Abstract

Purpose

This study quantifies academy productivity within English football clubs that have competed in the second tier (Championship) between 2017 and 2020. Previous research has outlined that clubs situated underneath the top leagues have an important role in the development of elite professional players. This study aims to examine that level of the pathway further in England.

Design/methodology/approach

The utilisation of academy players was conducted with data from 33 eligible clubs, from 2017/2018 to 2019/2020. Two measures of productivity are defined for comparison: “Utilisation” (the total minutes played by academy graduates) and “Starts” (the number of times an academy player started for the first team). To quantify these measures, players and clubs’ indices were also defined through two perspectives: “global” (proportion of all games played from 2017/2018 to 2019/2020) and “local” (proportion of games the player featured only). Nationality and position were also included.

Findings

Headline findings demonstrate large differences between clubs for the type and proportion of playing opportunities created. The data outlines that academy graduates have greater utilisation and starts in cup competitions, particularly the English Football League cup. Clubs in the sample being relegated from the Premier League into the Championship recorded weaker “utilisation” and “starts” compared to those that competed in the lower divisions. Academies are producing and using a greater proportion of defensive players (goalkeepers, defenders, defensive midfielders) compared to more attacking sectors of the pitch.

Originality/value

This offers useful insight for academy managers, allowing comparisons between clubs. It has implications for future strategies around the role of the academy and approaches to generating player opportunity.

Details

Team Performance Management: An International Journal, vol. 27 no. 3/4
Type: Research Article
ISSN: 1352-7592

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Article
Publication date: 1 February 2001

Alison Sheridan and Lou Conway

The rapid expansion in part‐time employment in Australia over the past two decades has largely been driven by organisations’ desire to achieve numerical and functional…

Abstract

The rapid expansion in part‐time employment in Australia over the past two decades has largely been driven by organisations’ desire to achieve numerical and functional flexibility (the business case for flexibility) rather than a desire to assist employees balance work and family responsibilities (the equal opportunities case for flexibility). Argues that the differences between the business and equal opportunities discourses surrounding flexibility result in significant problems for both employees and organisations – problems that limit the growth of the individual and the organisation. For part‐time employment to be an effective organisational strategy, it is critical that the human resource management (HRM) role actively negotiate between the different needs of employers and employees. This will entail making both parties’ needs explicit, acknowledging the differences between their needs and directing efforts towards constructing outcomes that are mutually satisfying.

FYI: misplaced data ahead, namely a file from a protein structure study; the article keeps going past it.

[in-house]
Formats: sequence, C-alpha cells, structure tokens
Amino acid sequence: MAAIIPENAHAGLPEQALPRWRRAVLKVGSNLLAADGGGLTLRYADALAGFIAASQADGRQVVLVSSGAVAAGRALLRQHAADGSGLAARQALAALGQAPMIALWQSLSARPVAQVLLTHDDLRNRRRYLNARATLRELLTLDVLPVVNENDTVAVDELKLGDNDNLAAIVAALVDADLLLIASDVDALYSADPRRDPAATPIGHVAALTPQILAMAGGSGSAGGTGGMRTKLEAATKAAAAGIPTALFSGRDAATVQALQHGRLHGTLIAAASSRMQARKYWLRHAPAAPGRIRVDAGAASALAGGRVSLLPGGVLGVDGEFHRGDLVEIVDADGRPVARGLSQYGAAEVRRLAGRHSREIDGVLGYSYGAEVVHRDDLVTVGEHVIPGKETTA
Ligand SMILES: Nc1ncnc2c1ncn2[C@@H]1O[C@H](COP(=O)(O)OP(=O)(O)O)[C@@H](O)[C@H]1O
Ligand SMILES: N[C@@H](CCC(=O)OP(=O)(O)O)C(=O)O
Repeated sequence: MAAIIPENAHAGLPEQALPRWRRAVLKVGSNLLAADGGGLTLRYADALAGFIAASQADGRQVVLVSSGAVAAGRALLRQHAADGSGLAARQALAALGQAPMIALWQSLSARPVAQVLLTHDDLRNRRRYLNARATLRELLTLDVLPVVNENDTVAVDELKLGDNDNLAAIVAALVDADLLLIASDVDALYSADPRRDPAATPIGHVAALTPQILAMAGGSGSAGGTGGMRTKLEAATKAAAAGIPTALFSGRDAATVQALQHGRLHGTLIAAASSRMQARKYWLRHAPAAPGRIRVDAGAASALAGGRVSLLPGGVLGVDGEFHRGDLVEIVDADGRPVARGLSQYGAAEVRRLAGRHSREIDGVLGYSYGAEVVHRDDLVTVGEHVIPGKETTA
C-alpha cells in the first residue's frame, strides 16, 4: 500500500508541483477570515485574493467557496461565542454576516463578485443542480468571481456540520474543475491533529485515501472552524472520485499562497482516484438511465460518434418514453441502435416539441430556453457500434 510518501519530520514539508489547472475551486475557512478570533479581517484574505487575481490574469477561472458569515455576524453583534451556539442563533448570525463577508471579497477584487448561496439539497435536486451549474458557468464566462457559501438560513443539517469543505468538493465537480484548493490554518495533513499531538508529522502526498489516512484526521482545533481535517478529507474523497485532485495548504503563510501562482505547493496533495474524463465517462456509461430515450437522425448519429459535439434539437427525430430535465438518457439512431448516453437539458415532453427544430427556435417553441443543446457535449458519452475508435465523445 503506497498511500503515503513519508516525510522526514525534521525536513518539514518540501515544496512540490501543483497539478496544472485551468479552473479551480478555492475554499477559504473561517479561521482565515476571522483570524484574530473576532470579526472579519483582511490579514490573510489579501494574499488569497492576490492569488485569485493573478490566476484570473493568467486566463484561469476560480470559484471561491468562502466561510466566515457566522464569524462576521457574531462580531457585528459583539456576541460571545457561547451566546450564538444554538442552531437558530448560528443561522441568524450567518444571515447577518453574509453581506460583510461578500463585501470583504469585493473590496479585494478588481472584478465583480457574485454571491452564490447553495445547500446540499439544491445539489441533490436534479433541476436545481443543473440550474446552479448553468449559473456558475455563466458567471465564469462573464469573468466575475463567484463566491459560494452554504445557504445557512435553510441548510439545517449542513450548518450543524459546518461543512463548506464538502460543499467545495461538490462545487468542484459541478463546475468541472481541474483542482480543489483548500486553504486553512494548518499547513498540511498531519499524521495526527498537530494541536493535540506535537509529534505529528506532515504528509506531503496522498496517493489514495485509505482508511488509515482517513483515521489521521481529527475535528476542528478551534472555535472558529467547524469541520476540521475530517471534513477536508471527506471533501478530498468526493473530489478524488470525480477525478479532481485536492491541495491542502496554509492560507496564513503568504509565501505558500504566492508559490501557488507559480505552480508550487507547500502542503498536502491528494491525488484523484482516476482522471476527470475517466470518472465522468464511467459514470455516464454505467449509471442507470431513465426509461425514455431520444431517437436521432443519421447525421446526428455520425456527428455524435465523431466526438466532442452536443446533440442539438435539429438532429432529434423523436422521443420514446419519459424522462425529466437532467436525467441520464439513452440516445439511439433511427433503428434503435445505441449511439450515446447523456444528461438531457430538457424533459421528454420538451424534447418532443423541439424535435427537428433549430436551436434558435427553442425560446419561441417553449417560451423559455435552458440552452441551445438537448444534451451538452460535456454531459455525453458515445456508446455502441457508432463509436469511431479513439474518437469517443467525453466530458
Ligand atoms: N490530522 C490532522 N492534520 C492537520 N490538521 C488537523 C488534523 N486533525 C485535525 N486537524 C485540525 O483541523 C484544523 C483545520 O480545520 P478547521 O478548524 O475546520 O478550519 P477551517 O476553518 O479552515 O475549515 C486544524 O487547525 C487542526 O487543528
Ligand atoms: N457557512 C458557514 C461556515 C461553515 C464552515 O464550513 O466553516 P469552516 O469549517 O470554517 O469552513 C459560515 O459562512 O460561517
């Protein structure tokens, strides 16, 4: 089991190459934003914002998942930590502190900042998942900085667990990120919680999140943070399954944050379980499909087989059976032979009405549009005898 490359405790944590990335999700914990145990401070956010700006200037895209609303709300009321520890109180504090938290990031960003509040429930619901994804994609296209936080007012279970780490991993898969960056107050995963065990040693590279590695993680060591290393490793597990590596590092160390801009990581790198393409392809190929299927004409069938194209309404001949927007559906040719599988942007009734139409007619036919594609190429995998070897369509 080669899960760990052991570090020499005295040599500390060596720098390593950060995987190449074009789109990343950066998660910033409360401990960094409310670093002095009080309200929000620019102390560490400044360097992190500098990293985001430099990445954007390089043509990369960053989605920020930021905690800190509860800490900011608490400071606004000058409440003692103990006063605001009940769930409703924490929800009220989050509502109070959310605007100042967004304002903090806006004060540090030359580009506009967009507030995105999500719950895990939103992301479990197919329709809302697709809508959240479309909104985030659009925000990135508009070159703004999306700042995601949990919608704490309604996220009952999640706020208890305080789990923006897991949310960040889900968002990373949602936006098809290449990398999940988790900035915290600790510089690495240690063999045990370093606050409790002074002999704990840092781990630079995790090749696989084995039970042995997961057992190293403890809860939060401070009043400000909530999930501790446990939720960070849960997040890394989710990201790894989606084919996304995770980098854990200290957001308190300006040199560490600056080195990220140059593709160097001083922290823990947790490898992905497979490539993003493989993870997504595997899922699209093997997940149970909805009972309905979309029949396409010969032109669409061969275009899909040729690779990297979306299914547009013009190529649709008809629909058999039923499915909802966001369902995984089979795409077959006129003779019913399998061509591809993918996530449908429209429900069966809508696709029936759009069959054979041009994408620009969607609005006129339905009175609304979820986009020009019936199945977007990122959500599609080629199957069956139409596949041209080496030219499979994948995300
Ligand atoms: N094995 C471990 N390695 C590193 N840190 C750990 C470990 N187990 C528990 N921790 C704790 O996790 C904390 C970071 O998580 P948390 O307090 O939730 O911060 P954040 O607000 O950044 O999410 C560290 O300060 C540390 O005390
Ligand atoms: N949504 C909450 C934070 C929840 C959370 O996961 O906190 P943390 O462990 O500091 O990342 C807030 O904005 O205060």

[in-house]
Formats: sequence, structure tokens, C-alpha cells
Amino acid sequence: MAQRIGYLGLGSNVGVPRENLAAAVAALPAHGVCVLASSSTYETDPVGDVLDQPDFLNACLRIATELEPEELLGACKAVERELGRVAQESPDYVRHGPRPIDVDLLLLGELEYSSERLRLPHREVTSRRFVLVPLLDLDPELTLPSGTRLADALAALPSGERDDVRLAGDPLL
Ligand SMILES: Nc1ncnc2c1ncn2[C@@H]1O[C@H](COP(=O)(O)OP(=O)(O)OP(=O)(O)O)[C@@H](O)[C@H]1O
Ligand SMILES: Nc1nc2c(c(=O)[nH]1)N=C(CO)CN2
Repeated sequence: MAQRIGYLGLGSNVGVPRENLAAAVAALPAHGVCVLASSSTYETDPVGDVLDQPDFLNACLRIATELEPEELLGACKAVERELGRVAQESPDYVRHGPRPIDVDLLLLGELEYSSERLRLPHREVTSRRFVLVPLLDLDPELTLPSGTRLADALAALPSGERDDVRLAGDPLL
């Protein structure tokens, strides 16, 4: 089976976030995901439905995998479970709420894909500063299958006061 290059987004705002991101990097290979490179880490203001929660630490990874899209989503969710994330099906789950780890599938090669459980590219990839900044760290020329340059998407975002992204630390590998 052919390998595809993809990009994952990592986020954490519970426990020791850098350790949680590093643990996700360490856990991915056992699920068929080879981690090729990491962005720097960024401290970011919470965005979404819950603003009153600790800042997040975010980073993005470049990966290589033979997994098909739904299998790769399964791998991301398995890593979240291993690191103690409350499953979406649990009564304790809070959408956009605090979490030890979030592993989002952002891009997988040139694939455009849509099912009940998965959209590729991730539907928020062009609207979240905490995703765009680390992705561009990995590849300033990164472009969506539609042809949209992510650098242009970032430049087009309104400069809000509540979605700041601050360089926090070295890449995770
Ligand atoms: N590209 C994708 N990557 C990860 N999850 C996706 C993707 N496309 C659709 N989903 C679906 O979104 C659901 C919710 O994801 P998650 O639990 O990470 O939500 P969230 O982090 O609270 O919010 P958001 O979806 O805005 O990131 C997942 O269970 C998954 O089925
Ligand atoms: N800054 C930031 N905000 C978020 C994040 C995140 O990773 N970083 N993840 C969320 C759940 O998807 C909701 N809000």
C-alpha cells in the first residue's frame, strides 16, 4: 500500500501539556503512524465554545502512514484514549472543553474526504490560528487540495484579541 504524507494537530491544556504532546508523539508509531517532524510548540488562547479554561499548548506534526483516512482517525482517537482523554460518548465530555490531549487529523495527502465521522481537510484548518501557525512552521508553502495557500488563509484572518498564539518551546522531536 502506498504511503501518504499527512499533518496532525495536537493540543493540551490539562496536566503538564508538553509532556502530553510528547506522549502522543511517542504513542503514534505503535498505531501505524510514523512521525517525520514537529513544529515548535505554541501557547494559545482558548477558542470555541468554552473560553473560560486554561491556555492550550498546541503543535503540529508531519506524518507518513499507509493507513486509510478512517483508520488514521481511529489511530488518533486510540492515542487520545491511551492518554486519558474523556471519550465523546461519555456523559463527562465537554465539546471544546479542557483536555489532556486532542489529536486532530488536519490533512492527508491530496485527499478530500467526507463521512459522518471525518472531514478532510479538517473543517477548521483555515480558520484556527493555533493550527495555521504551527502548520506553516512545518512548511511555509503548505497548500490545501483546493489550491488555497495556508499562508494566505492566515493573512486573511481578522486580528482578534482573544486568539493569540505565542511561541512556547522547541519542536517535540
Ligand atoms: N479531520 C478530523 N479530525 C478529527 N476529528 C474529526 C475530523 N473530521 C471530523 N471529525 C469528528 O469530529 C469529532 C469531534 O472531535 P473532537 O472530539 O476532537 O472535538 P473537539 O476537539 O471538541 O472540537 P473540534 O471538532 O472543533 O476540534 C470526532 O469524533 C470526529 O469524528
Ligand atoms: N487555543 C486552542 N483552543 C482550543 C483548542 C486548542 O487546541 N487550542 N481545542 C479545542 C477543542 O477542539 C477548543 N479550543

Details

Women in Management Review, vol. 16 no. 1
Type: Research Article
ISSN: 0964-9425

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Book part
Publication date: 27 August 2014

Derek S. Brown, Christine Poulos, F. Reed Johnson, Linda Chamiec-Case and Mark L. Messonnier

To measure adolescent girls’ preferences over features of human papillomavirus (HPV) vaccines in order to provide quantitative estimates of the perceived benefits of…

Abstract

Purpose

To measure adolescent girls’ preferences over features of human papillomavirus (HPV) vaccines in order to provide quantitative estimates of the perceived benefits of vaccination and potential vaccine uptake.

Design/methodology/approach

A discrete choice experiment (DCE) survey was developed to measure adolescent girls’ preferences over features of HPV vaccines. The survey was fielded to a U.S. sample of 307 girls aged 13–17 years who had not yet received an HPV vaccine in June 2008.

Findings

In a latent class logit model, two distinct groups were identified – one with strong preferences against vaccination which largely did not differentiate between vaccine features, and another that was receptive to vaccination and had well-defined preferences over vaccine features. Based on the mean estimates over the entire sample, we estimate that girls’ valuation of bivalent and quadrivalent HPV vaccines ranged between $400 and $460 in 2008, measured as willingness-to-pay (WTP). The additional value of genital warts protection was $145, although cervical cancer efficacy was the most preferred feature. We estimate maximum uptake of 54–65%, close to the 53% reported for one dose in 2011 surveillance data, but higher than the 35% for three doses in surveillance data.

Research limitations/implications

We conclude that adolescent girls do form clear opinions and some place significant value on HPV vaccination, making research on their preferences vital to understanding the determinants of HPV vaccine demand.

Originality/value

DCE studies may be used to design more effective vaccine-promotion programs and for reassessing public health recommendations and guidelines as new vaccines are made available.

Details

Preference Measurement in Health
Type: Book
ISBN: 978-1-78441-029-2

Keywords